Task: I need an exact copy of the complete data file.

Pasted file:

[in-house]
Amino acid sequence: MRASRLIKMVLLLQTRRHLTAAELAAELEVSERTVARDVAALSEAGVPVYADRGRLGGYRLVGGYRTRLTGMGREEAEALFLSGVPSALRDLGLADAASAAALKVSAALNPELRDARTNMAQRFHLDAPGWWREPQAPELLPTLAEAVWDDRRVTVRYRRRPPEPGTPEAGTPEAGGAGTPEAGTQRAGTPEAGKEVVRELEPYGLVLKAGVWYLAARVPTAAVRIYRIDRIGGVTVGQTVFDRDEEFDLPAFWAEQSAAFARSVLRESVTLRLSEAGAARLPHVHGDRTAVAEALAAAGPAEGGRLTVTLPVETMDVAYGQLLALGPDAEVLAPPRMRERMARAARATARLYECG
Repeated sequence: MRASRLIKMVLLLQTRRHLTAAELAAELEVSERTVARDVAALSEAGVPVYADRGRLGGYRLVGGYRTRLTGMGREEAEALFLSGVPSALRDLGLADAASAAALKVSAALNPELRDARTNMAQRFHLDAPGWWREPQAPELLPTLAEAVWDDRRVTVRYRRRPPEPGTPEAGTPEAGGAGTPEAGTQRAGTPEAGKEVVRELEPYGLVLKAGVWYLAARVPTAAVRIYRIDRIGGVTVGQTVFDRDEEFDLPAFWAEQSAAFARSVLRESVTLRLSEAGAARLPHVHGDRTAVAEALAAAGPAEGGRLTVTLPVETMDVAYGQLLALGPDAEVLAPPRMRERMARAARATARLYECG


[in-house]
Amino acid sequence: MRASRLIKMVLLLQTRRHLTAAELAAELEVSERTVARDVAALSEAGVPVYADRGRLGGYRLVGGYRTRLTGMGREEAEALFLSGVPSALRDLGLADAASAAALKVSAALNPELRDARTNMAQRFHLDAPGWWREPQAPELLPTLAEAVWDDRRVTVRYRRRPPEPGTPEAGTPEAGGAGTPEAGTQRAGTPEAGKEVVRELEPYGLVLKAGVWYLAARVPTAAVRIYRIDRIGGVTVGQTVFDRDEEFDLPAFWAEQSAAFARSVLRESVTLRLSEAGAARLPHVHGDRTAVAEALAAAGPAEGGRLTVTLPVETMDVAYGQLLALGPDAEVLAPPRMRERMARAARATARLYECG
Repeated sequence: MRASRLIKMVLLLQTRRHLTAAELAAELEVSERTVARDVAALSEAGVPVYADRGRLGGYRLVGGYRTRLTGMGREEAEALFLSGVPSALRDLGLADAASAAALKVSAALNPELRDARTNMAQRFHLDAPGWWREPQAPELLPTLAEAVWDDRRVTVRYRRRPPEPGTPEAGTPEAGGAGTPEAGTQRAGTPEAGKEVVRELEPYGLVLKAGVWYLAARVPTAAVRIYRIDRIGGVTVGQTVFDRDEEFDLPAFWAEQSAAFARSVLRESVTLRLSEAGAARLPHVHGDRTAVAEALAAAGPAEGGRLTVTLPVETMDVAYGQLLALGPDAEVLAPPRMRERMARAARATARLYECG